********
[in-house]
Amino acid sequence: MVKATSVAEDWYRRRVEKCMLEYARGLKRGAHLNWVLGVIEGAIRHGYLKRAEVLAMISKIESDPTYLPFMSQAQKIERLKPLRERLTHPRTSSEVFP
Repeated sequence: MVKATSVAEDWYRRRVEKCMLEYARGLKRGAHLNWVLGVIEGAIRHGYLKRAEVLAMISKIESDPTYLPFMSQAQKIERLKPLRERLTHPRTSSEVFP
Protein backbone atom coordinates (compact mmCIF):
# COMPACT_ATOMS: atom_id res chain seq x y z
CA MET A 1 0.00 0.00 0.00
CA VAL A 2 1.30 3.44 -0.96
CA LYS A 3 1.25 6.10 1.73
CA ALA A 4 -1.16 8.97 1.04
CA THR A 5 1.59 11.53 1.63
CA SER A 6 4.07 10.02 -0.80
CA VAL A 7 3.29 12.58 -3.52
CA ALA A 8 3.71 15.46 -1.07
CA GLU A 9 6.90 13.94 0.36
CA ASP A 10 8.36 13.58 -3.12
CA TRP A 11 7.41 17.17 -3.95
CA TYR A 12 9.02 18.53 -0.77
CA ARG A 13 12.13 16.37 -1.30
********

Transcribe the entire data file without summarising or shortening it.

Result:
[in-house]
Amino acid sequence: MVKATSVAEDWYRRRVEKCMLEYARGLKRGAHLNWVLGVIEGAIRHGYLKRAEVLAMISKIESDPTYLPFMSQAQKIERLKPLRERLTHPRTSSEVFP
Repeated sequence: MVKATSVAEDWYRRRVEKCMLEYARGLKRGAHLNWVLGVIEGAIRHGYLKRAEVLAMISKIESDPTYLPFMSQAQKIERLKPLRERLTHPRTSSEVFP
Protein backbone atom coordinates (compact mmCIF):
# COMPACT_ATOMS: atom_id res chain seq x y z
CA MET A 1 0.00 0.00 0.00
CA VAL A 2 1.30 3.44 -0.96
CA LYS A 3 1.25 6.10 1.73
CA ALA A 4 -1.16 8.97 1.04
CA THR A 5 1.59 11.53 1.63
CA SER A 6 4.07 10.02 -0.80
CA VAL A 7 3.29 12.58 -3.52
CA ALA A 8 3.71 15.46 -1.07
CA GLU A 9 6.90 13.94 0.36
CA ASP A 10 8.36 13.58 -3.12
CA TRP A 11 7.41 17.17 -3.95
CA TYR A 12 9.02 18.53 -0.77
CA ARG A 13 12.13 16.37 -1.30